‘Oh Andrew!’ wailed Bardle. ‘It’s a bloody open top, it’s fucking raining!‘

‘It was more the bullets I was worried about’ said Mary, observing the wet leather of the open topped jeep. ‘It is the only one’ Andrew failed to meet either of their accusations head on. His eyes shifted restlessly around the compound, he clearly would rather be anywhere else but where he was. ‘I have done my best!’ Bardle caught sight of the anxious face, of the fear of being left behind, or exposed to extreme danger, because of this one error. Left behind for what? Exposed to what? Nobody knew and no one was staying to find out. Andrew had no reason to lie, no desire to drive into danger exposed, no choice but to do precisely that. He would not risk his best chance on a dud car. ‘All the others have already gone.’ He persisted.

‘Okay Andrew, it’ll do, let’s get on with it.’ They clambered into the wet jeep making no attempt to protect themselves against the weather. They were soaked anyway. ‘I said we’d pick up Algy at the Radio Kinjii so go there first.’ Bardle instructed. Andrew stared at him, aghast. ‘They are flattening it sir, we can’t go there!’

‘Correction’ said Mary. ‘They have flattened it. It’s quiet now.’ She patted Andrew on the shoulder, her reassurance was well meant, it reminded him that maybe, just maybe, the presence of white diplomats, including a woman, might be enough to protect him. Might be, or it might just make them a target. They were two hours late in leaving. Bardle laughed in a high pitched manner. ‘I bet the poor sod’s huddled up a tree waiting for us. He’ll be in some mood when we get to him.’ Nobody laughed, but Andrew drove the car resentfully through the streets. The rain, although still heavy was easing off and some of the normal bright light of the day was returning. Tanks and weapons lined the roads, some attended by soldiers, some not. Thankfully, no one seemed concerned by the Europeans driving past. Some of the soldiers were laughing, but few seemed overjoyed that the fighting was done. They seemed somehow wistful, uncertain, what was the nature of their success? What would it cost them? The Europeans drove on, more concerned about what this wuld cost them, than what it would cost Kinjii.

Radio Kinjii was surrounded by the tanks but it’s gates were open and out of it spilled a pile of bodies, climbing over one another. Not in an attempt to get away but facing something ahead. ‘Oh God Terry!‘ Mary covered her face. ‘There are children.‘

Terence said nothing, but scanned the ground within the courtyard for one living white face or even one dead but he could see nothing. His own terror was clear now to Andrew who, risking fire, drove nearer to the radio station. A soldier stepped out in front of them and signalled them to move on. Andrew was about to obey, his hands shaking on the wheel, his face tinged with grey. He knew their immunity was compromised. He turned the wheel and then Mary saw him. ‘Wait!’ she said and, despite himself, Andrew stopped the car. The soldier came forward angrily but Mary and Terence were out of the car. Bardle flashed a card at the soldier and said as sternly as he could to the taller man ‘Diplomatic immunity, touch him or that car and your dead!’ He indicated Andrew and the jeep. The soldier backed off, impressed by the card.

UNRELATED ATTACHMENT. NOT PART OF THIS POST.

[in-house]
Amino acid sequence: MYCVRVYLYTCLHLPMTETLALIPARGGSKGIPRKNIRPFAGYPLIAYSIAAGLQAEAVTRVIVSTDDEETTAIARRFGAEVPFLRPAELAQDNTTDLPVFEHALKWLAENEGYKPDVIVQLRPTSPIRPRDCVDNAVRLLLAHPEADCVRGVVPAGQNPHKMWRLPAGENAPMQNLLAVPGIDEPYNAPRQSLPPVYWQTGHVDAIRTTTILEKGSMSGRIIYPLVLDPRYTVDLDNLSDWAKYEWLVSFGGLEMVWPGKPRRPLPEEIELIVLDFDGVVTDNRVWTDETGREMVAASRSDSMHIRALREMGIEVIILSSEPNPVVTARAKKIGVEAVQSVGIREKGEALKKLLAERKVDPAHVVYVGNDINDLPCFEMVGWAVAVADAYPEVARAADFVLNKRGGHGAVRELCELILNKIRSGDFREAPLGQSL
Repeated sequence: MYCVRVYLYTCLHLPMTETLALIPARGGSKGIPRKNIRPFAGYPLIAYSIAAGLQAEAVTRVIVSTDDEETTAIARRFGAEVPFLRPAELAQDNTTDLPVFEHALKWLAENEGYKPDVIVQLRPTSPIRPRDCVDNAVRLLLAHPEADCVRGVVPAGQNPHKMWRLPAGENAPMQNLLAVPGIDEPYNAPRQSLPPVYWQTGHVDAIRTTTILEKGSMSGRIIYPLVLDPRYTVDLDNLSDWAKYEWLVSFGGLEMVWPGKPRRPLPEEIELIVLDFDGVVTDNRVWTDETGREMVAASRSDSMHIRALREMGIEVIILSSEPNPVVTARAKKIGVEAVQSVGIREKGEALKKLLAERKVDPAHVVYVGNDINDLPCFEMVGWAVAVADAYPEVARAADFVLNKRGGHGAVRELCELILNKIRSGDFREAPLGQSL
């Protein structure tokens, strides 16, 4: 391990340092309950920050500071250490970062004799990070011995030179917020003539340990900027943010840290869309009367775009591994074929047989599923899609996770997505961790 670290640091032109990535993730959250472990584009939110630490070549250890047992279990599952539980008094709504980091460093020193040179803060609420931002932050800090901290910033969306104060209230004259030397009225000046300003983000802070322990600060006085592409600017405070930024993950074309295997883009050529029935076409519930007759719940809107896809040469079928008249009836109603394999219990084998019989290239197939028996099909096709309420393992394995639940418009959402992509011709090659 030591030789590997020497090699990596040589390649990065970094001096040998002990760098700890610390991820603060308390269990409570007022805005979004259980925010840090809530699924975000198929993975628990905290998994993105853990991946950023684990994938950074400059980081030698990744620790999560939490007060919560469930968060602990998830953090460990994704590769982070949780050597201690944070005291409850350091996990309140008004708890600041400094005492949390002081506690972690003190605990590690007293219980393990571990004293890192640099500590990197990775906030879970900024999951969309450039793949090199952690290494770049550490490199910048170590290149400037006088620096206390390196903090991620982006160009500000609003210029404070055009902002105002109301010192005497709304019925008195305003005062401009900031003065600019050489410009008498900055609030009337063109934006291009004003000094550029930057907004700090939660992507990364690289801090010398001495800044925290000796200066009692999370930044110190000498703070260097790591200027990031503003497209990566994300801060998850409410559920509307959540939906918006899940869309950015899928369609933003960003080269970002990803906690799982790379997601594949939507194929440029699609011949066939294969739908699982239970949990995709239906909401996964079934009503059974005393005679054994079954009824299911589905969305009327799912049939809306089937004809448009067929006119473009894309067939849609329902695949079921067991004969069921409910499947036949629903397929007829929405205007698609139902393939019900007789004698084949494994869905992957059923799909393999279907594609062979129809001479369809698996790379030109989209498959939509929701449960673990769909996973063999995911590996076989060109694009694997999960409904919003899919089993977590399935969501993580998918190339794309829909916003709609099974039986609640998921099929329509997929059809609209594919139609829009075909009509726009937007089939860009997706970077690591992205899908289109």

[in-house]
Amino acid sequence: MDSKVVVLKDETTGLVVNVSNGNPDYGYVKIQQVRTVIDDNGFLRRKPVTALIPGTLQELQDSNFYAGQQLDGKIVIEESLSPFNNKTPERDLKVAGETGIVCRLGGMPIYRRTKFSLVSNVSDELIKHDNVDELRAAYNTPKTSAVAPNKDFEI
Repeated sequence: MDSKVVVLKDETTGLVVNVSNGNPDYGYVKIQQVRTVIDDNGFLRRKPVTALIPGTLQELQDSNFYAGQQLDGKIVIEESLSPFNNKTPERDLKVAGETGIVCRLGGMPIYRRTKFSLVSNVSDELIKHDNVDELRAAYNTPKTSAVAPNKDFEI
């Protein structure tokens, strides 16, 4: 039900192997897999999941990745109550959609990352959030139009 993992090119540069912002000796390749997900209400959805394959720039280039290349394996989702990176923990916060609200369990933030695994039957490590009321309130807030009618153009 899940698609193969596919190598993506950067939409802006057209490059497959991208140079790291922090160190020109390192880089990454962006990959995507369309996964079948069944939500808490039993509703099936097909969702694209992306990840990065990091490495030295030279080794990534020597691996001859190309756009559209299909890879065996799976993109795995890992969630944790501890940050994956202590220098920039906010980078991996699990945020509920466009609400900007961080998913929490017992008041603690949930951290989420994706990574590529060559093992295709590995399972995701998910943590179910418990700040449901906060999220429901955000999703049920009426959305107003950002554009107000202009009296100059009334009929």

Bardle pushed past Mary and ran to the prone, light-suited body that lay on the ground face down. Blood covered most of Al Beck’s torso, his jacket was ripped to tatters. ‘Algy?’ queried Bardle as he turned the man over, looking for life. But the blue lifeless face stared back at him, its eyes open and the blood still running from the mouth. Terence stared at it, feeling for the first time a surprisingly visceral grief that he had never known before. ‘Oh Jesus! I didn’t how fond I was of him.’ All his revulsion for death and the corpses it left, was gone. He had never imagined that he could touch a dead body, not even that of a friend, but now he held the lifeless bloody head against him and felt tears of anger sting his eyes. He saw the recorder, it’s contents still in tact, flung a little distance from the body. He heard Mary say ‘Terry we must go, they’re hassling Andrew.’ In the distance, the far distance it seemed, their jeep was attracting attention, but Bardle didn’t care. ‘Didn’t you care for him Mary?’

‘Yes of course I did, very much, you know that.’ Mary’s voice still held that slightly maternal reassurance. It almost angered Terry that she was so calm, but survival told him that one of them had to be calm. ‘We have to go now Terry. We’ve got to get those hostages, we’ve got to get out!’ Bardle jarred at the seemingly selfish urgency in her voice but he remembered also how much Umtata wanted those hostages and how much he wanted them to be rebels. It would anger him good if Bardle could get them out and he had no hope of doing so if he was in Losuda. He took one more look at the dead and bloody face of Beck and knew that he could do no more. He set him gently down and hurried through his pockets. ‘Get the tape, Mary, hide it!’ Then he stood and dashed to the jeep now surrounded by soldiers again he flashed his card and abused them in Swahili. They backed off angry, but uncertain, their blood lust not high enough yet, and they let the jeep drive away.

As they moved onto the open road in the now almost clear air they listened to the voices of the dead ‘I am walking amid a crowd of people I can only describe as doomed’ said Beck.



© All rights reserved by Judith Gunn 2010

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